A couple of days ago, I had an interview with a US journalist about recent developments on sexual harassment in South Korea. Our version of #metoo, if you like, which took place exactly a year prior to the Harvey Weinstein case. Those developments, often digitally mediated, appear to be empowering, as in “giving a voice to the previously voiceless“, but during the interview I found myself saying, even quite categorically, that speaking up and being heard are two different things and that seeing those courageous “silence breakers” in the US gaining public support and recognition is certainly encouraging but also a little ‘frustrating’ for victims of sexual assaults in South Korea, who had been saying the same thing all this time, if not for longer. I didn’t get to elaborate on this point as we diverged to other related phenomena such as the rise of a men’s rights movement, but by frustration I meant what Langton (2009) calls “perlocutionary frustration“, which may be experienced when one’s utterances are heard but not accepted.
I have been thinking a lot about global parallels in women’s life experience since I started looking into misogyny, online but also more broadly, in 2015, and the interview gave me extra cause for thought. Then, as if someone at SNL were telepathically in sync with me, they put on this delicious satire that summarises all. (My only complaint would be that the video is stingy with Leslie Jones’s dance moves.)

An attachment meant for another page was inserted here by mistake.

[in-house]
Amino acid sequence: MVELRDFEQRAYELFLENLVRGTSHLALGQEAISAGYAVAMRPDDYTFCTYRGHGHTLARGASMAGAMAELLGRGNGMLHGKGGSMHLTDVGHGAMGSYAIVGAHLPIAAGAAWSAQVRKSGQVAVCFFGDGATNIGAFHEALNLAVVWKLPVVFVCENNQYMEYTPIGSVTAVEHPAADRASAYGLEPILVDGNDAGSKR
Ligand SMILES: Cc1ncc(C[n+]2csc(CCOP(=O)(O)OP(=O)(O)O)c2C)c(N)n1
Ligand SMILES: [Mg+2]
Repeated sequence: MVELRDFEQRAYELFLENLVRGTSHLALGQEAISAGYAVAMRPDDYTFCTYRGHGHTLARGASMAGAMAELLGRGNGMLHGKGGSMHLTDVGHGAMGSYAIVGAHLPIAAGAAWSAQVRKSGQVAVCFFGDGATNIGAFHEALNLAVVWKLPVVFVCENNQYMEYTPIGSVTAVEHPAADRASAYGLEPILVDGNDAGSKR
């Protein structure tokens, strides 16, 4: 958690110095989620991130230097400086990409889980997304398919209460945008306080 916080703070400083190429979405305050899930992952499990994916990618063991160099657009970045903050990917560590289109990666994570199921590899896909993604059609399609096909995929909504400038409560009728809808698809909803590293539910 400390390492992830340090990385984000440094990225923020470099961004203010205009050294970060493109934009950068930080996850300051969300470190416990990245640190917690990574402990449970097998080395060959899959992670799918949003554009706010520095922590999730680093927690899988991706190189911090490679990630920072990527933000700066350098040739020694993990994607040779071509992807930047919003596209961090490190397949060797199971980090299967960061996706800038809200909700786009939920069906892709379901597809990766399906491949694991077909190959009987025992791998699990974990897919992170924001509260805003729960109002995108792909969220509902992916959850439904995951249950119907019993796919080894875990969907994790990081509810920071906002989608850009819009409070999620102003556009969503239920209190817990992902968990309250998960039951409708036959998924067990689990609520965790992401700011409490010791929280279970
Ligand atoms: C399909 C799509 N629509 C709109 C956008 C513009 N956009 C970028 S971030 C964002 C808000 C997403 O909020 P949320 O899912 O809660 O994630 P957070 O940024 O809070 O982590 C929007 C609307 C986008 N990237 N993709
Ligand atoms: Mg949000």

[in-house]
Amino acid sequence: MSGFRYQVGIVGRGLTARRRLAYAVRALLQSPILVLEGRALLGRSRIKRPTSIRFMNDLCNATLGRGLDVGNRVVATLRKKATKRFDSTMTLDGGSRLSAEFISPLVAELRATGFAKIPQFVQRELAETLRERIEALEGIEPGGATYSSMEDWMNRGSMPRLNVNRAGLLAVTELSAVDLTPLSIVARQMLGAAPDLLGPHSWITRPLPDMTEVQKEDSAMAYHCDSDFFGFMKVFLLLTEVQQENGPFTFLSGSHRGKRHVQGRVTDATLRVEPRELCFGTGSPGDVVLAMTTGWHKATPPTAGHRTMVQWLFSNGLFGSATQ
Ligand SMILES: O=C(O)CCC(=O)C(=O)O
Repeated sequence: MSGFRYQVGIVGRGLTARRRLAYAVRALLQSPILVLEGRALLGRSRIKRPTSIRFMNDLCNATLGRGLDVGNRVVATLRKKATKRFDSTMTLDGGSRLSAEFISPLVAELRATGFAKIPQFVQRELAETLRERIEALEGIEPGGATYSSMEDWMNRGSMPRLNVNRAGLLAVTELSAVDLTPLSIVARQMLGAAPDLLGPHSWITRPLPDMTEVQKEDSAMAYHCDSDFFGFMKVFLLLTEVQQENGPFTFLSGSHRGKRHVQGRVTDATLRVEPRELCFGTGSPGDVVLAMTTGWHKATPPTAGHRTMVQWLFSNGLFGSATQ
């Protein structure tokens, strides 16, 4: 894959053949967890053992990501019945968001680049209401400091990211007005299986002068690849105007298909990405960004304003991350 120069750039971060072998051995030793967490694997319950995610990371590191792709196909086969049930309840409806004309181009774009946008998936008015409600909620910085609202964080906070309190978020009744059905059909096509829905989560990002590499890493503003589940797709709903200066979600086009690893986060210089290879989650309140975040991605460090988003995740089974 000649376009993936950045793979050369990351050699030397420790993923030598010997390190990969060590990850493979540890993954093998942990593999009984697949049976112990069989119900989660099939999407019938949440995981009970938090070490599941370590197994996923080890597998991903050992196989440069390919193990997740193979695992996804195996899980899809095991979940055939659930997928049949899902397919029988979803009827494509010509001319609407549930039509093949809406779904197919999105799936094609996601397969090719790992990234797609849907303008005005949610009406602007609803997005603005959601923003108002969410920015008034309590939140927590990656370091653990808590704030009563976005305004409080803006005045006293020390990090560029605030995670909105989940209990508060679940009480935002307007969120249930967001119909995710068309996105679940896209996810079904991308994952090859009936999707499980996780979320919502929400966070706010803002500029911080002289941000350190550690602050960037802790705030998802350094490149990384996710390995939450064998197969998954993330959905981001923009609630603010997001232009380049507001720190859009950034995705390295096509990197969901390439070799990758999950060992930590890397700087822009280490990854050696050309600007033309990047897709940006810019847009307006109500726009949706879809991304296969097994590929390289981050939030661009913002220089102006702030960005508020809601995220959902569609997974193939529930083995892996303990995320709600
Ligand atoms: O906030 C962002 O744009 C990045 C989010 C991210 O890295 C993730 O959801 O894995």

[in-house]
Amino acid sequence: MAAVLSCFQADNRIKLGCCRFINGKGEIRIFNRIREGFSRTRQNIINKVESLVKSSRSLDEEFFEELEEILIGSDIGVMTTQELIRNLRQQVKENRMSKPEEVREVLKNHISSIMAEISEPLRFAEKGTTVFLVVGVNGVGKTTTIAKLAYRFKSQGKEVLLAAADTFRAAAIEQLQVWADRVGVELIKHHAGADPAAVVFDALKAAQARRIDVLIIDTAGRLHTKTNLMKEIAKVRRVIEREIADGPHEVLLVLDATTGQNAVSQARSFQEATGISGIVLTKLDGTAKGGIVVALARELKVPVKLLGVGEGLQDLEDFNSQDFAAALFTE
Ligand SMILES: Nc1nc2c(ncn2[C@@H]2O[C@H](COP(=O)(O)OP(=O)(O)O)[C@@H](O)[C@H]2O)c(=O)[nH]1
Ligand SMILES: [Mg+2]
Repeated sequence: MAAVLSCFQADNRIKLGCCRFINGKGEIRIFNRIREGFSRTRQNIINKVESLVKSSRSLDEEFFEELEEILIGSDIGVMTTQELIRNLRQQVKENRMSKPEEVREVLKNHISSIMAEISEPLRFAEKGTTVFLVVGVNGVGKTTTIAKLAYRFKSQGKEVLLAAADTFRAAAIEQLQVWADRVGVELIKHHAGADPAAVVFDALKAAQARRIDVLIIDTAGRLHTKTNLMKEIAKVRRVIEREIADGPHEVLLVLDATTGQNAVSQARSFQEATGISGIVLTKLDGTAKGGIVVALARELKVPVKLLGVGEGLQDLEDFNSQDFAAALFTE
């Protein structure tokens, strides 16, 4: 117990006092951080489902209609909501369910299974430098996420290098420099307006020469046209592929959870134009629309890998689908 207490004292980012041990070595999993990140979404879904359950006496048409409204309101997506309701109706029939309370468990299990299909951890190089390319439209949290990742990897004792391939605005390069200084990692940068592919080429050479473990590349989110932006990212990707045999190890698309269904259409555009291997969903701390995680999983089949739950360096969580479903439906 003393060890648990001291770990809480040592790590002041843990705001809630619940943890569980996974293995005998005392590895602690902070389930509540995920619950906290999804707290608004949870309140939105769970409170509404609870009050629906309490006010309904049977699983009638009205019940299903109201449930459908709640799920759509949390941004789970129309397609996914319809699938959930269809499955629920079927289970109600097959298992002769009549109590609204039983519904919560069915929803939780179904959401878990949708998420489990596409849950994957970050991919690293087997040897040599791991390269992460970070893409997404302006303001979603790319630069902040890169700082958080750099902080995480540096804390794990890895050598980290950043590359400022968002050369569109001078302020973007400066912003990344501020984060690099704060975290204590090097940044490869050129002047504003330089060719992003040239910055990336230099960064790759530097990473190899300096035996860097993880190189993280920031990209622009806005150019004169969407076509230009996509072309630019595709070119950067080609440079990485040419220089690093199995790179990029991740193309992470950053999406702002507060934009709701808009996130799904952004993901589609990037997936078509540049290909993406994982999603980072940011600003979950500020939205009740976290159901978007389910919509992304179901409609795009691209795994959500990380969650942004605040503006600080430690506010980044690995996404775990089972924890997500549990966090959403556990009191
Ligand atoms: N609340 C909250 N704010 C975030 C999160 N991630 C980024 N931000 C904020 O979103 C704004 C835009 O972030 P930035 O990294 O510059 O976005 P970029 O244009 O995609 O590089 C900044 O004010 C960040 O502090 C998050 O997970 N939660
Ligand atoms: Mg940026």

So that I can read again and again – the entire thread as well as all replies. ❤
In the meantime, at another corner of the world. 😀
As far as I am concerned, I think of this tweet around this time every single winter. Not the song but the tweet.
Last month I kept thinking about the following passage from A Torture by Hope, a 19C conte cruel by a French writer Auguste Villiers de l’Isle-Adam.
And, while the Rabbi Aser Abarbanel, his eyes convulsed beneath his eyelids, choked with anguish between the arms of the ascetic Dom Arbuez, realising confusedly that all the phases of the fatal evening had been only a calculated torture, that of Hope!, the Grand Inquisitor, with a look of distress, an accent of poignant reproach, murmured in his ear, with the burning breath of much fasting: “What, my child! On the eve, perhaps, of salvation… you would then leave us?” [emphasis added]